Areas most affected by floods and fires aren’t just those most susceptible to it—vulnerability and preparedness of areas is also vital to consider when locating and assisting high-risk areas. Finding the preparedness of different communities, however, is currently difficult for many areas throughout Greater Brisbane. Our proposed application provides a system for finding the most susceptible communities, and indicating the preparedness of these communities.
Primarily targeted towards council members to provide the most effective assistance to communities which require it, the application allows the most vulnerable and susceptible communities to be identified, also displaying the type of help they require to better prepare for natural hazards. Members of the community can also make use of the application, to find the preparedness of their community, finding ways to personally improve their community’s hazard preparations and connections, providing positive social developments within their community.
In the application, users can search for suburbs and areas within Brisbane, to find the flood and fire risk of the area, as well as the level of preparedness for the community, provided as a percentage. To find specific focus areas, the preparedness is displayed as both an overall percentage, and as different subcategories, including the percentage of people with adequate insurance, personal confidence, trust in emergency services and more. This would allow users to know which focus area requires the most development and assistance within a community.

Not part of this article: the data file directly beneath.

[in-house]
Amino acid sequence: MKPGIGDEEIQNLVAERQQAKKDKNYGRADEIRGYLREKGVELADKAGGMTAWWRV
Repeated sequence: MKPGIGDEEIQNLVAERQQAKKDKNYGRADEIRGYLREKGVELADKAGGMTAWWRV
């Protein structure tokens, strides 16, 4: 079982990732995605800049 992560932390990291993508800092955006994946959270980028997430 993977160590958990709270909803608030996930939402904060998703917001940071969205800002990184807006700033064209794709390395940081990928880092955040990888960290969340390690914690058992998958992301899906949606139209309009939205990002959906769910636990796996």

Users can also sort by risk level, as well as level of preparedness, to determine which communities are most at risk or least prepared (including ability to sort by each focus area), to find areas which require support. This would be ideal for Brisbane City Council members, to know where to target for council assistance (financial, educational, emergency service development), as well as insurance advertising and preparedness campaigns.
According to the Queensland Government, Queensland Reconstruction Authority Deloitte Report, its estimated more than 500,000 people were affected by the most recent floods in Brisbane in some way or another (2021-2022 Floods), and the estimated cost of damages was $4.5 billion. The Brisbane City Council estimates the floods impacted 91% of Brisbane suburbs, and has subsequently enacted a Flood Resilience Action Plan, working to identify and support those who need it most after the floods. Providing predicted preparedness of communities in the Brisbane area could aid in this identification for future hazards, before they take place, with many existing surveys and publicly available data considering the preparedness of communities.
Research from the Australian Institute for Disaster Resilience suggests perception of threat, levels of self-efficacy, high levels of social connectedness and trust in communities may facilitate engagement in preparatory behaviours for severe weather events. The results from their study show that perceived susceptibility to a future severe weather event, social connectedness, and self-efficacy significantly predict part of the variance in preparatory behaviour.